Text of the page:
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Ukraine is dominating the election in Estonia, a key NATO ally. Here's what to watch

Raigo Pajula/AFP via Getty Images
Estonian Prime Minister Kaja Kallas is pictured during an interview in Tallinn, on Feb. 23. Her Reform Party leads in the polls ahead of Sunday's election.

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Estonia, a Baltic republic, a key state along NATO's eastern flank bordering Russia, and one of the most vocal supporters of Ukraine, heads to the polls this weekend.

Prime Minister Kaja Kallas made history as the first femaleprime minister of the tiny European Union member state in 2021. She has garnered widespread support and international praise for her steadfast commitment to Ukraine, and criticism of Russian President Vladimir Putin's decision last year to invade the former Soviet republic.

The chances are pretty high that Kallas, 45, the leader of the country's center-right Reform Party, will emerge as prime minister for another term, though her Reform Party, ahead in the polls, might struggle to form a government.

Here's what you need to know as the country of 1.3 million people heads to the polls Sunday:

What is the main issue driving this election?

Estonia's citizens are concerned about their own national security, given their proximity with Russia and their own history as a former Soviet republic.

Given the fears stemming from Russia's invasion of Ukraine, this is very much a wartime election for Estonia, and the country's political parties appear to be trying to outdo each other on defense spending.

Prime Minister Kallas' government is currently spending 3% of the country's gross domestic product on defense, a historic high for Estonia, and has been encouraging other European states to do the same. Meanwhile, her government has given Ukraine the equivalent of 1% of its GDP in military assistance. That's more than any other country in terms of its population to GDP ratio.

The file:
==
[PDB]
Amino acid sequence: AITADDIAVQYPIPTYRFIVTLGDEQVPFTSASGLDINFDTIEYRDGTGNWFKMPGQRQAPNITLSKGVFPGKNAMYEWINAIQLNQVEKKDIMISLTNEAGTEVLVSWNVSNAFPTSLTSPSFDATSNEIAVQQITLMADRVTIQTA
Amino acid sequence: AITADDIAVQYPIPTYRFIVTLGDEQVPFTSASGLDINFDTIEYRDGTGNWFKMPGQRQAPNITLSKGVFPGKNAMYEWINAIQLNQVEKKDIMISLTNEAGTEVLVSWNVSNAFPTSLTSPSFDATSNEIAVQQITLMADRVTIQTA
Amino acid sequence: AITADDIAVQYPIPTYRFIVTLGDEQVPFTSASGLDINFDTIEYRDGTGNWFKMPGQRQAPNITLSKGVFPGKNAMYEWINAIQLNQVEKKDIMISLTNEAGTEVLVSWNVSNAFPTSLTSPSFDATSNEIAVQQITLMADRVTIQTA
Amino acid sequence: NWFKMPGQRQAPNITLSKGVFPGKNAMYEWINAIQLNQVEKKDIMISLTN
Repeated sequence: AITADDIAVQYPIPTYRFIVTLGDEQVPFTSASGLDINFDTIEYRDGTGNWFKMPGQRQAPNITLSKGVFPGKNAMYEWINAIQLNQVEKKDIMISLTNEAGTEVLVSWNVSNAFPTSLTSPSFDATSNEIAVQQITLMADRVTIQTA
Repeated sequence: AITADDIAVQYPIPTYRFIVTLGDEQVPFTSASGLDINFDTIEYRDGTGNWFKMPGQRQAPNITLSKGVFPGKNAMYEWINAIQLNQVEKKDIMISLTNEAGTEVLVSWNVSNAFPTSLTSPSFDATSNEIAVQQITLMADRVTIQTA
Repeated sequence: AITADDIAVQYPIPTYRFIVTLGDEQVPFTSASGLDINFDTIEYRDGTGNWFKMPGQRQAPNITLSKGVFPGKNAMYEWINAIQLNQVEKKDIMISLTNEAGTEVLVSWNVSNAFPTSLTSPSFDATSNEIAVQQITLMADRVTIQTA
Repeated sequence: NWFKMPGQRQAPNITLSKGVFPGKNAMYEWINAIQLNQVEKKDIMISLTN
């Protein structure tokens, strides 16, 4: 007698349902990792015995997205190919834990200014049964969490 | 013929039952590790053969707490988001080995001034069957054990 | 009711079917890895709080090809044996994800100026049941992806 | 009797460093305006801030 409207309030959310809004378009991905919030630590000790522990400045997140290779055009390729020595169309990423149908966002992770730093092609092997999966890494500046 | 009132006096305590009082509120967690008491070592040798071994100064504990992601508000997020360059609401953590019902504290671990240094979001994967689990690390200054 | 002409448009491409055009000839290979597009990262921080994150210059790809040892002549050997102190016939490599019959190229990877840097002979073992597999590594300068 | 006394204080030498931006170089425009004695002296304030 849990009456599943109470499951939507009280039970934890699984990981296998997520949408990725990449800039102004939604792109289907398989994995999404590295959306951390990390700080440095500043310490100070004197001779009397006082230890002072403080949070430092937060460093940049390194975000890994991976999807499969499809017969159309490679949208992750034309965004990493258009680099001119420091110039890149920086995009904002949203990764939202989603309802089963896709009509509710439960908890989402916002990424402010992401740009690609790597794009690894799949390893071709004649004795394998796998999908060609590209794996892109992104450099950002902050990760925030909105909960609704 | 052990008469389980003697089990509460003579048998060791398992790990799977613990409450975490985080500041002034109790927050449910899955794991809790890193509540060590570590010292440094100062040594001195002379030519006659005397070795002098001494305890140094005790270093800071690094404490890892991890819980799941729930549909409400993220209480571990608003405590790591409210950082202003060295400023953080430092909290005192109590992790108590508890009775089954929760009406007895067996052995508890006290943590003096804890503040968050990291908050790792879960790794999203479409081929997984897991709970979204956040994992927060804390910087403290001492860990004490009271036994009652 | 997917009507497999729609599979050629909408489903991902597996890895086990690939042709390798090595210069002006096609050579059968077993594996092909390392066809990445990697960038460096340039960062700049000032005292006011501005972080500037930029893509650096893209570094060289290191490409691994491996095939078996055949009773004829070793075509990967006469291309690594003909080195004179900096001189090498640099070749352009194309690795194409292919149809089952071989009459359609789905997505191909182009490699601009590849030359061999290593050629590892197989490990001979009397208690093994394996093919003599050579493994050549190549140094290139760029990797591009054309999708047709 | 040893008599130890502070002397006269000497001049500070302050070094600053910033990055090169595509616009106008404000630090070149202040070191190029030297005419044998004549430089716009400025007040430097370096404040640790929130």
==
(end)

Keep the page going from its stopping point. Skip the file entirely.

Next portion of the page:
How real is the threat that Russia would invade Estonia?

Even though the Russian campaign in Ukraine has sputtered and failed to meet most of its military and political objectives, many Estonians fear that it could happen.

Putin has made threats in the past year that back up these fears. In June, on the 350th anniversary of the birthday of Russian Emperor Peter the Great, Putin made a speechin which he extolled Peter's conquest of the Baltic region, which includes parts of Estonia. Putin went on to hint that the task of returning these lands to Russia now fell to him.

That caused quite a stir among Estonians, many of whom remember how difficult life was under Soviet rule.

There are still many Russian-speaking citizens in Estonia. How will they vote?

Around a quarter of Estonia's population identify as ethnic Russians. This population has been under much stress in the past year as Estonia's government has removed Soviet-era monuments across the country and has ratcheted up its rhetoric against Russia.

Many Russian speakers in Estonia vote for what's called the Estonian Centre Party, a conservative, traditional party that has previously had ties with Russia, but since the war began, the party insists it's cut those ties.

Given the current climate, having overt ties to Moscow is likely not a winning strategy, which has led them and many Russian speakers in Estonia to change their rhetoric and support for Moscow.

Why is this an important election for Americans to pay attention to?

Estonia is a key member of the eastern flank of NATO — essentially making it one of the West's front-line states facing an increasingly aggressive Russia.

"The location of these countries, the pro-American, pro-European economically successful, resourceful, democratic, human rights-loving nature of the eastern flank countries is something that Russia sees as a threat to it," says Kristine Berzina, of the German Marshall Fund for the U.S., referring to Estonia and other Baltic states. "But these countries are the most loyal and most reliable allies for the United States."

Berzina adds that unlike other EU members like Hungary, or even Germany, Estonia is completely in-line with the U.S. in how it sees the threat from Russia.

Rob Schmitz is based in Berlin.

Copyright 2023 NPR. To see more, visit https://www.npr.org.